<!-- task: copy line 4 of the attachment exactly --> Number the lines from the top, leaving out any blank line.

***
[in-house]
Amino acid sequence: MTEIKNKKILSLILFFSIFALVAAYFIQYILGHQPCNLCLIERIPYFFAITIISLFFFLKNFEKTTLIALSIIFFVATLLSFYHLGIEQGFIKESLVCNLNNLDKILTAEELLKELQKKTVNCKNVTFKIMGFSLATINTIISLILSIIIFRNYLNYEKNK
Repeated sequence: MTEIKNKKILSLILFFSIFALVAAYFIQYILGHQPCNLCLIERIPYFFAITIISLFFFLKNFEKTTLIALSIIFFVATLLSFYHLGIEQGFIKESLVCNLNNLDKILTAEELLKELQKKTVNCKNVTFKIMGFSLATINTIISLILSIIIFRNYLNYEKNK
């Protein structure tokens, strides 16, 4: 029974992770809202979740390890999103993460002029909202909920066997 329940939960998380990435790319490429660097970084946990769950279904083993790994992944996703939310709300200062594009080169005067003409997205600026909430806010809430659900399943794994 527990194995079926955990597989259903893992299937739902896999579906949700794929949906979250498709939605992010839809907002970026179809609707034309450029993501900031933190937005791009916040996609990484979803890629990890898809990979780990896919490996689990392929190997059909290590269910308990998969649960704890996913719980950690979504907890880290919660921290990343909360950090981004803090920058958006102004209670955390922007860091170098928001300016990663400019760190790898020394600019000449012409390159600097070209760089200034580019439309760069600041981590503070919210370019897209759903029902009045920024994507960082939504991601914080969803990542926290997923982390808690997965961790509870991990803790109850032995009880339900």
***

């Protein structure tokens, strides 16, 4: 029974992770809202979740390890999103993460002029909202909920066997 329940939960998380990435790319490429660097970084946990769950279904083993790994992944996703939310709300200062594009080169005067003409997205600026909430806010809430659900399943794994 527990194995079926955990597989259903893992299937739902896999579906949700794929949906979250498709939605992010839809907002970026179809609707034309450029993501900031933190937005791009916040996609990484979803890629990890898809990979780990896919490996689990392929190997059909290590269910308990998969649960704890996913719980950690979504907890880290919660921290990343909360950090981004803090920058958006102004209670955390922007860091170098928001300016990663400019760190790898020394600019000449012409390159600097070209760089200034580019439309760069600041981590503070919210370019897209759903029902009045920024994507960082939504991601914080969803990542926290997923982390808690997965961790509870991990803790109850032995009880339900």